Nearer to the time of discharge home, if your infant will need medicines to be continued at home, the pharmacist will help to ensure that this can happen as easily as possible. In some cases there may be discharge medicines that need to be dispensed from the hospital pharmacy, rather than your local community pharmacy after discharge and the Neonatal Clinical Pharmacist and Discharge Facilitator will be able to advise you if this is the case. During your infant’s stay in the NICU please do ask the pharmacist if you have any questions about medication that you think they may be able to help with.

Physiotherapist

Physiotherapists assess infants for their development, head shape, range of movement and muscle strength, meet with parents for specific handling and positioning sessions and discuss developmental play ideas and liaises with the community therapists if infants have ongoing needs. Physiotherapists also run a developmental playgroup for preterm infants to ensure achievement of developmental milestones in the first year of life.

Radiologists

We are a team of five Radiologists (located at Christchurch Women’s Hospital and Christchurch Public Hospital) who specialises in Neonatal and Obstetric Radiology. We assess and diagnose neonatal abnormalities on several different forms of imaging. This most commonly includes neonatal Xrays and ultrasound but may also include CT, MRI and Xray fluoroscopy. We use a state of the art system called PACS which displays the images electronically and allows rapid communication of the results with the Neonatologists. We also present the cases for discussion at a weekly multidisciplinary Xray meeting with the Paediatric surgeons and Neonatologists.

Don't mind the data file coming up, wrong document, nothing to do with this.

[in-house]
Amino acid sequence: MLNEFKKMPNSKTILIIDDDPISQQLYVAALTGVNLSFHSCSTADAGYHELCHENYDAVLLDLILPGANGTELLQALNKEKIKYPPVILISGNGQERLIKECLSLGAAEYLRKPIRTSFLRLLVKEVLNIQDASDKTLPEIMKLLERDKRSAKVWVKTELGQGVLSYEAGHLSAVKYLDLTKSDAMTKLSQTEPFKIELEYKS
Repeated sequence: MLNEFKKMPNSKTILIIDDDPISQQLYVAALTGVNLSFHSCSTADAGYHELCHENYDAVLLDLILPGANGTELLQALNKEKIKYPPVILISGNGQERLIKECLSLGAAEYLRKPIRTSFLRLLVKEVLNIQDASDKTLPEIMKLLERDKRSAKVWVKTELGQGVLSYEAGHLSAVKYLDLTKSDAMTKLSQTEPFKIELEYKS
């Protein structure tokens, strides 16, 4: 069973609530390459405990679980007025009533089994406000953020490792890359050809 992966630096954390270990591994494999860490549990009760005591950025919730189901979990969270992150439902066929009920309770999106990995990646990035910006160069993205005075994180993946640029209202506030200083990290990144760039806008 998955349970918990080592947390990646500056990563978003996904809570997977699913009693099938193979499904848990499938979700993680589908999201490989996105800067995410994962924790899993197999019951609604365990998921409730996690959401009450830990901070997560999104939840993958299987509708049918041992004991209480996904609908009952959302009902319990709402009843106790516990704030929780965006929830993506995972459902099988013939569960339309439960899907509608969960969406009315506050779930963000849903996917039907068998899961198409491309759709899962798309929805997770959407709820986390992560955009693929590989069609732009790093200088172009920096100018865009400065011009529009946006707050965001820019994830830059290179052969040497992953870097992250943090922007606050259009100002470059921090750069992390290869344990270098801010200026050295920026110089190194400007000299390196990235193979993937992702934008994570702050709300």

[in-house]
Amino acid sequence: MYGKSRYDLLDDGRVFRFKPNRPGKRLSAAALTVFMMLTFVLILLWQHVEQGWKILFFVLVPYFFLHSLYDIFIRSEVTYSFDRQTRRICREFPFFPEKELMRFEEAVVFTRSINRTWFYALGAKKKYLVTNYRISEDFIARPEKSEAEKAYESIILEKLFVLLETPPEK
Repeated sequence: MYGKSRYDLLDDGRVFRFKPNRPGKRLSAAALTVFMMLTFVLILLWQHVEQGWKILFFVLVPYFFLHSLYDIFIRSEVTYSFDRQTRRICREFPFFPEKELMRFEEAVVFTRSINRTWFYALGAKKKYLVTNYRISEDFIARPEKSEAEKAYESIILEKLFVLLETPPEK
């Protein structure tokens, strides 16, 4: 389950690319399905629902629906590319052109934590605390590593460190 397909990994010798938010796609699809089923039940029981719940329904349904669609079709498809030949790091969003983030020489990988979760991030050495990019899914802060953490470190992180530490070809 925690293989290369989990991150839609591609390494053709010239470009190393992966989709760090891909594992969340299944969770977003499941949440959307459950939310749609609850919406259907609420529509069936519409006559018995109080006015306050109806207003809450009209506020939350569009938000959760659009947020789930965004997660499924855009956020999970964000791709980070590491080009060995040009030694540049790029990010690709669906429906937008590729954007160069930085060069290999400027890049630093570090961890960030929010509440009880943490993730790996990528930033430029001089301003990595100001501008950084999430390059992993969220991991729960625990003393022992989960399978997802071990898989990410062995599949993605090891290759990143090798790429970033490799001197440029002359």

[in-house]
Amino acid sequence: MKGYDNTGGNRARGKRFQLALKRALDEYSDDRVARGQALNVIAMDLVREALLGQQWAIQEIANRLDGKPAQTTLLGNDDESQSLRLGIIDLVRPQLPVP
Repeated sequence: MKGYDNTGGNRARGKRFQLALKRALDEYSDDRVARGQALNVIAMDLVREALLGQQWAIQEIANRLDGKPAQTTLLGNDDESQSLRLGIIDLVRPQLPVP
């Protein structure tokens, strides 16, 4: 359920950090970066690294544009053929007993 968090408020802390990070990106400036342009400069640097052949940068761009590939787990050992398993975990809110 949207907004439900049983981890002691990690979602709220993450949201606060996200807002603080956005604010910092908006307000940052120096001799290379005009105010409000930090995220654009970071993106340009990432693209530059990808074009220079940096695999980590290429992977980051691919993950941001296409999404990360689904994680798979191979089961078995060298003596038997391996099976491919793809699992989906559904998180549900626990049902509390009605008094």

Registrars

Neonatal registrar: registrars are paediatricians in training (with several years practice as doctors already). They rotate around different areas of the Neonatal service with the CNS (ANP) covering different areas of neonatal, postnatal, delivery suite and retrievals. They are responsible for the day to day medical management of your infants and will discuss any concerns with the Neonatal consultant on duty.

Registered Nurse

Provides a high level of clinical nursing care for neonates within the neonatal service and their families.

Safety and Quality Unit

The Women’s and Children’s Safety and Quality Unit (SQU) is responsible for overseeing the quality and safety of the services we offer and providing guidance, tools and advice to clinical/operational staff and managers. We are continuously monitoring the quality of care users of our services receive and looking for ways that collectively we can improve this.

Social Work Team